Hairballs In Cats: What’s Normal And What’s Not

If you have been a cat owner for years, then there has been a time or two when you have been woken up in the middle of the night to the one sound that makes you jump out of bed faster than a fire alarm going off. Do you know what the sound is? That’s right, it’s the sound of your cat retching up a hairball. We know hairballs are a part of cathood, but here’s what’s normal and what’s not.

hairballs in cats

What is a hairball?

A hairball is basically what it sounds like – a ball full of hair. The medical term for a hairball is a trichobezoar. Ironically, a hairball is not in ball form at all, it is actually more tubular from traveling up the cat’s esophagus, which is why it can be confused with a hairy piece of feces.

A cat acquires this hairball by grooming. Did you read the article, “Why Do Cats Have Barbed Tongues?” If you didn’t, you should! The barbs on a cat’s tongue are called papillae which are pointed in the direction of the cat’s throat, which is why it feels like sandpaper when they lick you. When a cat grooms themselves, any hair that catches on the barbs receives a one-way ticket to the cat’s stomach. If the hair is unable to digest, the cat regurgitates the hairball back up.

Is a hairball normal?

Since grooming is a normal behavior in cats, the regurgitated hairball is also normal when it happens every other week or so. Cats with medium to long hair will be more prone to hairballs as well as adults to older cats that know how to groom themselves.

cats chase their tails

What’s not normal?

If a cat grooms excessively and regurgitates hairballs more frequently, like a few times a week, intervention is needed for a couple of reasons.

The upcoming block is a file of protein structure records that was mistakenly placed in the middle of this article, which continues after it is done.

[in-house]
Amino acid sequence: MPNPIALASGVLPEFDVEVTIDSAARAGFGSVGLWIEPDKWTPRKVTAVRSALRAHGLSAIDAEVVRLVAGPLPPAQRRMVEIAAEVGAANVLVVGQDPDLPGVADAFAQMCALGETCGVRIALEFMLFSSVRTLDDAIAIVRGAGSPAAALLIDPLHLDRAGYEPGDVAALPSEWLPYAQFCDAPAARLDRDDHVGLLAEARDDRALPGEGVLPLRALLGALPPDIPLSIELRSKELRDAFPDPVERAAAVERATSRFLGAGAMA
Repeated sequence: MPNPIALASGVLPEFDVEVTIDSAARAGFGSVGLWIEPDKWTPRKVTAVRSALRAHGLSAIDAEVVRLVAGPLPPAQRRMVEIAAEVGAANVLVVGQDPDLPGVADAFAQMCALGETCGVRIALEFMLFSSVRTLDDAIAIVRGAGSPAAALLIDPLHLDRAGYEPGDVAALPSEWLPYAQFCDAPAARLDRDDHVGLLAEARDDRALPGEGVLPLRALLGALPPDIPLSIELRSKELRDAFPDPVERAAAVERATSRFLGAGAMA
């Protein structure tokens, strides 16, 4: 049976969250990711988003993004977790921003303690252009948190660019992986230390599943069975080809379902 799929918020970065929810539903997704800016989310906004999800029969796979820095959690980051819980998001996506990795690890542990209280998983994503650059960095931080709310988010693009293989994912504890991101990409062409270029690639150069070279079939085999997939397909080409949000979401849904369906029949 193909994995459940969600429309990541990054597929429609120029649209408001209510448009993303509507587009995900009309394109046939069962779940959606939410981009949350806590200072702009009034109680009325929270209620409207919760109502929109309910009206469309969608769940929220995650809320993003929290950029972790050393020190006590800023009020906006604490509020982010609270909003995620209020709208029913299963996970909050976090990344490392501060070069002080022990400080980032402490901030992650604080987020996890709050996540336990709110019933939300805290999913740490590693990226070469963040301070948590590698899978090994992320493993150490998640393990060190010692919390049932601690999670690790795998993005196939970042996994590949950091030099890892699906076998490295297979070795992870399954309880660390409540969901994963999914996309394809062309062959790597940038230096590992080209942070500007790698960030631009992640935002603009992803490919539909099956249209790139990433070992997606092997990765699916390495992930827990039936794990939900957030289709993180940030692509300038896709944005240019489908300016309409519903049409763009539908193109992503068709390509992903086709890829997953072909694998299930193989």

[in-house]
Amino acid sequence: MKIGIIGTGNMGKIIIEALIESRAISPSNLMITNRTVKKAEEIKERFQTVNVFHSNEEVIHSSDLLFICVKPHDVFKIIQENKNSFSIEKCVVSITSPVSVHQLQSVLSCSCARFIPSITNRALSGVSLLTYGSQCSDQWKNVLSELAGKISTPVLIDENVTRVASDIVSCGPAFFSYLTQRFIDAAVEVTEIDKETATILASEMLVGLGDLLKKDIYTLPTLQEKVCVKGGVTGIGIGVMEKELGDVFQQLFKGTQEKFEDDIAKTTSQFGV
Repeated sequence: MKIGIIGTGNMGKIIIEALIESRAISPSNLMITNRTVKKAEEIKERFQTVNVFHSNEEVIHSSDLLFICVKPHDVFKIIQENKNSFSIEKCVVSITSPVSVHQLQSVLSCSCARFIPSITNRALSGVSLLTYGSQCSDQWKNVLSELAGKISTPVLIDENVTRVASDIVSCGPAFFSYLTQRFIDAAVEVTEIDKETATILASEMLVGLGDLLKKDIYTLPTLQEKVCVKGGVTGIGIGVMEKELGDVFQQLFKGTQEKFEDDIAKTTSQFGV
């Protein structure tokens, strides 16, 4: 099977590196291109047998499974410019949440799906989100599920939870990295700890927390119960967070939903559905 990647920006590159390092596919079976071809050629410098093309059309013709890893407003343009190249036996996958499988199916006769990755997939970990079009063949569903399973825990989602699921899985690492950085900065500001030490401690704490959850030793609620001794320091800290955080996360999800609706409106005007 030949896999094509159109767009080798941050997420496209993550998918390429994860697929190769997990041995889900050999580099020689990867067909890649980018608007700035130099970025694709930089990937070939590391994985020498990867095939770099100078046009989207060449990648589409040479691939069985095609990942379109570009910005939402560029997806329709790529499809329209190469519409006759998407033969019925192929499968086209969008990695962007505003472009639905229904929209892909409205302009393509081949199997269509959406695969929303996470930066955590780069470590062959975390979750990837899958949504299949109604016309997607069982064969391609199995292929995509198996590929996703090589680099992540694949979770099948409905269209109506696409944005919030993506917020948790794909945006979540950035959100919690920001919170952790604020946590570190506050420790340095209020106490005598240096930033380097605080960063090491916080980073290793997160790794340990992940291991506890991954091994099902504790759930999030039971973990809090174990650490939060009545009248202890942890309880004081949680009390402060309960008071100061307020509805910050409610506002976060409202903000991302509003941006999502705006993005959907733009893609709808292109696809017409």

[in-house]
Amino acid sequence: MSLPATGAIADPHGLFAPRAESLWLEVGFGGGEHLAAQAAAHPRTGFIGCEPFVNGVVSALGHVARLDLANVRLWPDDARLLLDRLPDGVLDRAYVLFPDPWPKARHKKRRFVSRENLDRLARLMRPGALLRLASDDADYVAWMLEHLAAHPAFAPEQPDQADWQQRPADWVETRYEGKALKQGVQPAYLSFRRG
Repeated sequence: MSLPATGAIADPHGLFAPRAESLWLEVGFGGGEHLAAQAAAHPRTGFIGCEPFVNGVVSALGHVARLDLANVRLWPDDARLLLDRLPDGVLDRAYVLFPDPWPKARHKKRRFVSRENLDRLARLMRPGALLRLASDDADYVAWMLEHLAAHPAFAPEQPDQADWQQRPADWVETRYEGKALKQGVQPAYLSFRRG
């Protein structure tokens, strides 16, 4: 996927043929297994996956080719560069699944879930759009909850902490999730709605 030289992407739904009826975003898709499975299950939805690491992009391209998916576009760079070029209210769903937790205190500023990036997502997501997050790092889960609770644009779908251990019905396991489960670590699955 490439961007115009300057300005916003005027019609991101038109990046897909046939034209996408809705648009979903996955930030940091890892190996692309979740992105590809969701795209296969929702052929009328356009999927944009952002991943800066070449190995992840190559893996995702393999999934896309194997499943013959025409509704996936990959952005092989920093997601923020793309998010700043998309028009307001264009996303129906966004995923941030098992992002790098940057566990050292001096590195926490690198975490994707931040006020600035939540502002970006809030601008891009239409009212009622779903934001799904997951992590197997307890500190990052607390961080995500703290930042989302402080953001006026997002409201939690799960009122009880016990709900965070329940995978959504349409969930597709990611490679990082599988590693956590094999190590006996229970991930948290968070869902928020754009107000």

First, more frequent hairballs can be a sign of overgrooming and can be a signal for other health problems, such as anxiety. See, “Why Is My Cat Overgrooming” here on Cattitude Daily for more information.

Second, if the cat is a frequent hairball flyer, they are at more risk for an intestinal obstruction. If the cat is heard retching but cannot regurgitate the hairball, it may be lodged and should be taken to a veterinarian immediately if the cat is having a hard time breathing or is extremely painful. Other symptoms can include lethargy and poor appetite.

How to help with hairballs

If you feel your cat has an issue with hairballs, there are a few ways to help the problem.

First, brush your cat often. The more you can brush out the loose fur, the less fur your cat will catch on their tongue. There are also specifically formulated cat foods that are made especially for hairball control, such as Hill’s Science Diet Hairball Control. Another option would be adding a laxative to your cat’s routine, two to three times weekly, such as Cat Lax. This product is sold over the counter but always consult with your veterinarian before starting your cat on any supplement or medication.

Does your cat suffer from hairballs? How do you help?


Was this article helpful?